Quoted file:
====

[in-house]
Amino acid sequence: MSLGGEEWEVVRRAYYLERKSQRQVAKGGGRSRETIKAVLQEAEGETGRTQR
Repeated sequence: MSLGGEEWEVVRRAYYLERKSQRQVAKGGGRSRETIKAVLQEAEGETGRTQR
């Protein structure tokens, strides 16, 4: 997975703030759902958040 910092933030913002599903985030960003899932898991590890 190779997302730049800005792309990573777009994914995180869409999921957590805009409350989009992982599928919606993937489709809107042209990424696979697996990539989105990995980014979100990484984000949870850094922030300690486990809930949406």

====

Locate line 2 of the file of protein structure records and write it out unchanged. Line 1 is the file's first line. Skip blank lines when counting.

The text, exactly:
Amino acid sequence: MSLGGEEWEVVRRAYYLERKSQRQVAKGGGRSRETIKAVLQEAEGETGRTQR